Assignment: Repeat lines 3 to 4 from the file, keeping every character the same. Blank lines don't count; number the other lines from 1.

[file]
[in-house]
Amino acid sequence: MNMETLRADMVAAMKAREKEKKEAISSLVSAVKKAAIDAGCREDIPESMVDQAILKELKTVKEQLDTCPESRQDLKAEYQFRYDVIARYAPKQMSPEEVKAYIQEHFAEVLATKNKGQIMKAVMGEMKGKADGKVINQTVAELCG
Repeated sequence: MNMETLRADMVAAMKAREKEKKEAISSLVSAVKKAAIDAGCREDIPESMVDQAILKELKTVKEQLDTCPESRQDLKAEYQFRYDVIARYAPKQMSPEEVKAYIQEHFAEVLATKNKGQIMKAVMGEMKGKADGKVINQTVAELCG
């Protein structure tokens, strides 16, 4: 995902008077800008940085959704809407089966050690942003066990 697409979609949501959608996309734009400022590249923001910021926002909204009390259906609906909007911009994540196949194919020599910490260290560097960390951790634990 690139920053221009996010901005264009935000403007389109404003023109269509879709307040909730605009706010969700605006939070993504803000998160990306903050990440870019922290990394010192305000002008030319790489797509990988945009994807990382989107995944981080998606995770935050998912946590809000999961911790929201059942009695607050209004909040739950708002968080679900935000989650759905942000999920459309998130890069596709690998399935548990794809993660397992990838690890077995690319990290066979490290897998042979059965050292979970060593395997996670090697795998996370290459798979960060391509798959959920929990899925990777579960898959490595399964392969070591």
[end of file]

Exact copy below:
Repeated sequence: MNMETLRADMVAAMKAREKEKKEAISSLVSAVKKAAIDAGCREDIPESMVDQAILKELKTVKEQLDTCPESRQDLKAEYQFRYDVIARYAPKQMSPEEVKAYIQEHFAEVLATKNKGQIMKAVMGEMKGKADGKVINQTVAELCG
């Protein structure tokens, strides 16, 4: 995902008077800008940085959704809407089966050690942003066990 697409979609949501959608996309734009400022590249923001910021926002909204009390259906609906909007911009994540196949194919020599910490260290560097960390951790634990 690139920053221009996010901005264009935000403007389109404003023109269509879709307040909730605009706010969700605006939070993504803000998160990306903050990440870019922290990394010192305000002008030319790489797509990988945009994807990382989107995944981080998606995770935050998912946590809000999961911790929201059942009695607050209004909040739950708002968080679900935000989650759905942000999920459309998130890069596709690998399935548990794809993660397992990838690890077995690319990290066979490290897998042979059965050292979970060593395997996670090697795998996370290459798979960060391509798959959920929990899925990777579960898959490595399964392969070591």